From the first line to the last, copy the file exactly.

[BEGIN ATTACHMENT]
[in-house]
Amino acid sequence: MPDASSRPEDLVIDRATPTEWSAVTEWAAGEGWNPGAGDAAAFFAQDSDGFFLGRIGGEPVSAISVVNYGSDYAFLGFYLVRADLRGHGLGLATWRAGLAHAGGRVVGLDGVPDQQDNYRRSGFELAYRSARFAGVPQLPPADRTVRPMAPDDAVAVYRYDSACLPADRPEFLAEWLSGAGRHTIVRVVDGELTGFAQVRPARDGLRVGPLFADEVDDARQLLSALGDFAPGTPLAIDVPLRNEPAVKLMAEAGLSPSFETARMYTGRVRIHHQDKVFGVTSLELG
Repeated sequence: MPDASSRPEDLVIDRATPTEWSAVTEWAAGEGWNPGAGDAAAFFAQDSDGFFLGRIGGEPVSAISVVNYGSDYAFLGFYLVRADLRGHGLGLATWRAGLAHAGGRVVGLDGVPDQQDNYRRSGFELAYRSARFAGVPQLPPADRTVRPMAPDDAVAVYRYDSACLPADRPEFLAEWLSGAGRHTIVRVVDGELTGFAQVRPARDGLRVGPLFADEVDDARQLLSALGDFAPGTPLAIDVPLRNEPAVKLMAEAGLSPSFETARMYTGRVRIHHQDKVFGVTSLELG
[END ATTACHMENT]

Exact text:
[in-house]
Amino acid sequence: MPDASSRPEDLVIDRATPTEWSAVTEWAAGEGWNPGAGDAAAFFAQDSDGFFLGRIGGEPVSAISVVNYGSDYAFLGFYLVRADLRGHGLGLATWRAGLAHAGGRVVGLDGVPDQQDNYRRSGFELAYRSARFAGVPQLPPADRTVRPMAPDDAVAVYRYDSACLPADRPEFLAEWLSGAGRHTIVRVVDGELTGFAQVRPARDGLRVGPLFADEVDDARQLLSALGDFAPGTPLAIDVPLRNEPAVKLMAEAGLSPSFETARMYTGRVRIHHQDKVFGVTSLELG
Repeated sequence: MPDASSRPEDLVIDRATPTEWSAVTEWAAGEGWNPGAGDAAAFFAQDSDGFFLGRIGGEPVSAISVVNYGSDYAFLGFYLVRADLRGHGLGLATWRAGLAHAGGRVVGLDGVPDQQDNYRRSGFELAYRSARFAGVPQLPPADRTVRPMAPDDAVAVYRYDSACLPADRPEFLAEWLSGAGRHTIVRVVDGELTGFAQVRPARDGLRVGPLFADEVDDARQLLSALGDFAPGTPLAIDVPLRNEPAVKLMAEAGLSPSFETARMYTGRVRIHHQDKVFGVTSLELG